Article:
24 December 2006 A Christmas Thing

Twas 48 hours 'fore Christmas, and all through the day,
children searched for the presents
they knew were hidden away
by their parents who didn't
want Johnny sad
when both he and Sally were, by Santa, deemed bad.

Santa had little work
for his "Good" list was short.
So he sat at his bench and came up with a plan
to try to save Christmas, thinking
"One must do what one can."

So Santa made a deal
for a good price with bad men,
to buy all the coal that he'd need by night's end.
He'd teach the world:
Christmas was so much more than just toys —
despite what was thought
by all the bad girls and boys.

So Claus got his coal,
filled his sleigh to the brim,
grabbed his pipe and his pen,
and 'gan writing notes with a grin.

As dusk fell, Santa took off to the sky
to circle the globe
and make children cry.
He wasn't a mean man —
oh quite the contrary —
but in this day and age
e'en Santa can be only so merry.

The children were nestled
all snug in their beds
while visions of consumption danced in their heads.
"Christmas is for giving,"
Kris Kringle justified to himself,
"so make the children give!"
thought the jolly old elf.

Claus came up to a house,
its lights twinkling merry,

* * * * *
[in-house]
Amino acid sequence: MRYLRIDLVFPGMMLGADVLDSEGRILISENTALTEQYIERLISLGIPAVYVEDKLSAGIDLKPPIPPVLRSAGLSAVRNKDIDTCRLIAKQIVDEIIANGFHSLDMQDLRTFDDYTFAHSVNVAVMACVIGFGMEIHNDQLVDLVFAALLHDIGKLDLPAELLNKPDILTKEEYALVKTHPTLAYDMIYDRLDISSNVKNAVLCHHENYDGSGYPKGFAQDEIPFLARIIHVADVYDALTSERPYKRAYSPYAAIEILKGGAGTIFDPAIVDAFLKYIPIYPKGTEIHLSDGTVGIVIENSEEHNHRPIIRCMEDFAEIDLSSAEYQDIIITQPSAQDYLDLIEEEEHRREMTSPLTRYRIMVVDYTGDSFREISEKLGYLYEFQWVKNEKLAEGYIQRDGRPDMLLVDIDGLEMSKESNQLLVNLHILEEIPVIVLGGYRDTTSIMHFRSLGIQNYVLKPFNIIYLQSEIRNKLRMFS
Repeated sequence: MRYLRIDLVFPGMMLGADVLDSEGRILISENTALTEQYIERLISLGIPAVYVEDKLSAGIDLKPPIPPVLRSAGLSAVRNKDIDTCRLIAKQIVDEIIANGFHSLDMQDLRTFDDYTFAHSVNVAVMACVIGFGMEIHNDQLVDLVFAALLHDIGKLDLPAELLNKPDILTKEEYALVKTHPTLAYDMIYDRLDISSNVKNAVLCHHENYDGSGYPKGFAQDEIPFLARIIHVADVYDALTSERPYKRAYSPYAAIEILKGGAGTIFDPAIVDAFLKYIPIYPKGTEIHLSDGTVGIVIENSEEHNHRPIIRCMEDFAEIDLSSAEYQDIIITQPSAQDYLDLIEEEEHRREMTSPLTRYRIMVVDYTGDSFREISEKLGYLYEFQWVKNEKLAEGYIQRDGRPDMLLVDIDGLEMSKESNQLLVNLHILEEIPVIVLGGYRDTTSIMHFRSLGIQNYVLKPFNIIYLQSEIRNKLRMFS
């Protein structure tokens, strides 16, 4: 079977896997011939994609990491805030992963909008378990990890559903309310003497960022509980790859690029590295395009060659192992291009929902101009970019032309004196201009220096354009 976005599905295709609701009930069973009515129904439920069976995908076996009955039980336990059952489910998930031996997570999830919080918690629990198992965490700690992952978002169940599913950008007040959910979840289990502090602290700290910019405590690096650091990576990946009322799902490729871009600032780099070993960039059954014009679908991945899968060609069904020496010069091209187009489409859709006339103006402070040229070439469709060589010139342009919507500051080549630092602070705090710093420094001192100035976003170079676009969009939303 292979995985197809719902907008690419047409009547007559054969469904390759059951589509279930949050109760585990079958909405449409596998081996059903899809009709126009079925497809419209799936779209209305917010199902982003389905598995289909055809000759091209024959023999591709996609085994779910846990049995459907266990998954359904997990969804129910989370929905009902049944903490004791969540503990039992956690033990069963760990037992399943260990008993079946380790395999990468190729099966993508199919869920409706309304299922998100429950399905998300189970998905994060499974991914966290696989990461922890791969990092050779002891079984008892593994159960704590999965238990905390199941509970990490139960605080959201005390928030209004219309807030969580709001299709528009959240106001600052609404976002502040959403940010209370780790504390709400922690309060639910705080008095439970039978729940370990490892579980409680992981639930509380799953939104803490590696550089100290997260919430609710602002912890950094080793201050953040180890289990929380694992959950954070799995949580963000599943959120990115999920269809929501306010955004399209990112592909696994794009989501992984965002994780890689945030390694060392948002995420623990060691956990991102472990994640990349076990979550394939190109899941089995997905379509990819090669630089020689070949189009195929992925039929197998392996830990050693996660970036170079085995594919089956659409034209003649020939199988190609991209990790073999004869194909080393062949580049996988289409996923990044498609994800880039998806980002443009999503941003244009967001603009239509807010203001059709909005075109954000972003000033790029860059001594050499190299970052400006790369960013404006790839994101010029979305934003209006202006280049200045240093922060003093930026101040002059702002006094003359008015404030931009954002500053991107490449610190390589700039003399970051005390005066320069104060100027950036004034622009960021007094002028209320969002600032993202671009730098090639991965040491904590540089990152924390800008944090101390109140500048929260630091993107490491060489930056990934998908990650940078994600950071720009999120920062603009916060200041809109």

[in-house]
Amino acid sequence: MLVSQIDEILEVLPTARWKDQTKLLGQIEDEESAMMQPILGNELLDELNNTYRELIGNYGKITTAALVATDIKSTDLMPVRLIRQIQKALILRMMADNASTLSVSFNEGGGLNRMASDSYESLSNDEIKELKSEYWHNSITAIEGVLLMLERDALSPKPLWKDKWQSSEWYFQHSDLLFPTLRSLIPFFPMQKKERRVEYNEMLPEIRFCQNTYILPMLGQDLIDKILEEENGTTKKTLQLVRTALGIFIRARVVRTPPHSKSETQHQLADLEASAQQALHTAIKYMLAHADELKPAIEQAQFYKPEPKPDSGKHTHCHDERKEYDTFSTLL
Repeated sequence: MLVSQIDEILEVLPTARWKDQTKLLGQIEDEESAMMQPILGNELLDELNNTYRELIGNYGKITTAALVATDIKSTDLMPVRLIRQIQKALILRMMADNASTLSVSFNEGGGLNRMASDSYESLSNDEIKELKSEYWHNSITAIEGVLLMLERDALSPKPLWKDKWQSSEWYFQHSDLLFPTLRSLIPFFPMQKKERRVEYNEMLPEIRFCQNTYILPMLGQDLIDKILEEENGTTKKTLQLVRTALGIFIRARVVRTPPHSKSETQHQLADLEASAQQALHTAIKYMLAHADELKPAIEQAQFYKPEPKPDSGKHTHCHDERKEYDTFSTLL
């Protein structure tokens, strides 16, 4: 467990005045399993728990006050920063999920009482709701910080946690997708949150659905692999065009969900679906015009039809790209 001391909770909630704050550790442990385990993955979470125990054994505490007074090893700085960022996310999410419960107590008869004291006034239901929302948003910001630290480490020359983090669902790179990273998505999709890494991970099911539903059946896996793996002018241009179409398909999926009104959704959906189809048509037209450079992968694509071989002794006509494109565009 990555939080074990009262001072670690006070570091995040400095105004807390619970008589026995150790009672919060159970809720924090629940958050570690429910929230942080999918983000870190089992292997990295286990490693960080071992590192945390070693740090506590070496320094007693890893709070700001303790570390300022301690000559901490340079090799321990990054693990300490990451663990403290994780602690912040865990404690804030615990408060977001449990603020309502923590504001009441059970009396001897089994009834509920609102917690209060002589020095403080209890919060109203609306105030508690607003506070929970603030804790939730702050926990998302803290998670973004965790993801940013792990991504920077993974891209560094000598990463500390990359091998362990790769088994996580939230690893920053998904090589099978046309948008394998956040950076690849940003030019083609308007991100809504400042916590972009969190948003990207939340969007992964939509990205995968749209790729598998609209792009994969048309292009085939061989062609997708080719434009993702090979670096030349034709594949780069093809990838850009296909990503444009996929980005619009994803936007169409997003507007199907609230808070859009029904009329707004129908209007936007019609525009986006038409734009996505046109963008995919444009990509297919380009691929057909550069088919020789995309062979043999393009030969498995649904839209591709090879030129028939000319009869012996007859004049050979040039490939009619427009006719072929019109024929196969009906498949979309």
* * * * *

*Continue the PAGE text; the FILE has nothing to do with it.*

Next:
alighted on the roof
and with a grin like Jim Carrey
slid down the chimney
with his sack full of coal
and exchanged all the presents
for his form of black gold.

He grabbed the Xbox and the Nintendo Wii
nestled next to the package holding a PlayStation Three.
He took all the iPods,
the video games, DVDs,
and instead placed the coal
where presents were thought to be.

Not a scarf
not a CD
not a piece of jewelry was left.
All packed away on his sleigh
without a clue to the theft.

Except for the coal
and the one little note
Santa left at each house,
signed simply S.C.,
to explain to the children
why he'd committed the deed.

"Dear little children,"
the note it did read.
"I've taken your toys,
like the Grinch from the movies,
because you've forgotten Christmas —
except for the goodies.
You've forgotten to be nice
and forgotten how to share.
You've forgotten your please's,
your thank you's,
and sorry's.
You've forgotten your elders,
the dishes,
and to feed your dog Marty.
Because of all this
I've taken your games,
and in their empty place
I've left a large lump of coal
to aid in reminding you
of past indiscretions,
and so you'll be better next year.
Hope you've learned your lessons."

The children awoke
and raised such a clatter,
parents rushed down the stairs
to see what was the matter.

No presents,
no trinkets
and no DVDs;
no games
or fine clothing
were hidden under the tree.

Just a note and some coal,
leaving parents so angry,
giv'n the money they spent
trying to keep their kids happy.

"A particle joke,"
A dad said aloud.
"Perhaps crafty thieves —
I'll call 911!
We'll still have Christmas.
So stop crying... please?"

The police could do nothing,
for no culprit existed.
And what could they do?
All the toys had gone missing.
The only lead they had
was one eBay shopper
Who was selling lots of it,
No matter what you were after.